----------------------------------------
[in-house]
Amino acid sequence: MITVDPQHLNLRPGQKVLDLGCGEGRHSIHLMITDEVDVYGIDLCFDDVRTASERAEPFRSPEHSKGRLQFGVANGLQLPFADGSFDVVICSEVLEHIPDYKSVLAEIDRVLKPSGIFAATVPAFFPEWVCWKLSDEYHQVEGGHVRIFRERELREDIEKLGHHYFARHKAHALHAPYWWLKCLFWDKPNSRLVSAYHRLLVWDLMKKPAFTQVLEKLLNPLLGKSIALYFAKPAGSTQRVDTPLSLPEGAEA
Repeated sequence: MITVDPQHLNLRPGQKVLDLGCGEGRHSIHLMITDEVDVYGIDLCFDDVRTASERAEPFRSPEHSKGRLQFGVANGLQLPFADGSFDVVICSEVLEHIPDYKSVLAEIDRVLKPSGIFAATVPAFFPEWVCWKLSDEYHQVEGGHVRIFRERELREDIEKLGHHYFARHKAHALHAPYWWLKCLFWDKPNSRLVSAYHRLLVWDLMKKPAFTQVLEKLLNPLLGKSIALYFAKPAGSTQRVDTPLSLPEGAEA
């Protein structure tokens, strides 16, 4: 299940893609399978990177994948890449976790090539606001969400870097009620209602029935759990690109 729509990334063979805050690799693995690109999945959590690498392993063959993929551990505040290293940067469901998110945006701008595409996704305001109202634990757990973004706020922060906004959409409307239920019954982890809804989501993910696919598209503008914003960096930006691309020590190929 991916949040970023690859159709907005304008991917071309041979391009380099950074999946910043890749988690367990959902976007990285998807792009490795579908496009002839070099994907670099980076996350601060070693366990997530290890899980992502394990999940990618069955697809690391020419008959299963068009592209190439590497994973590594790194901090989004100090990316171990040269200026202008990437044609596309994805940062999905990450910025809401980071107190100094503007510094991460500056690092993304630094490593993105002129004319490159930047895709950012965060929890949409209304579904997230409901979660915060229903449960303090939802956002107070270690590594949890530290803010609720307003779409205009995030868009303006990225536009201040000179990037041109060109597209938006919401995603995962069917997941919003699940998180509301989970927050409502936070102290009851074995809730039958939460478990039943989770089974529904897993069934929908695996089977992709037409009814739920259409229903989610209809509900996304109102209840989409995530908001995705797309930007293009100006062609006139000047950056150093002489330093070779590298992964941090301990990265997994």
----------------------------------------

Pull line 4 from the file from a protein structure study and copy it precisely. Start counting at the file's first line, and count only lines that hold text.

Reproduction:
């Protein structure tokens, strides 16, 4: 299940893609399978990177994948890449976790090539606001969400870097009620209602029935759990690109 729509990334063979805050690799693995690109999945959590690498392993063959993929551990505040290293940067469901998110945006701008595409996704305001109202634990757990973004706020922060906004959409409307239920019954982890809804989501993910696919598209503008914003960096930006691309020590190929 991916949040970023690859159709907005304008991917071309041979391009380099950074999946910043890749988690367990959902976007990285998807792009490795579908496009002839070099994907670099980076996350601060070693366990997530290890899980992502394990999940990618069955697809690391020419008959299963068009592209190439590497994973590594790194901090989004100090990316171990040269200026202008990437044609596309994805940062999905990450910025809401980071107190100094503007510094991460500056690092993304630094490593993105002129004319490159930047895709950012965060929890949409209304579904997230409901979660915060229903449960303090939802956002107070270690590594949890530290803010609720307003779409205009995030868009303006990225536009201040000179990037041109060109597209938006919401995603995962069917997941919003699940998180509301989970927050409502936070102290009851074995809730039958939460478990039943989770089974529904897993069934929908695996089977992709037409009814739920259409229903989610209809509900996304109102209840989409995530908001995705797309930007293009100006062609006139000047950056150093002489330093070779590298992964941090301990990265997994």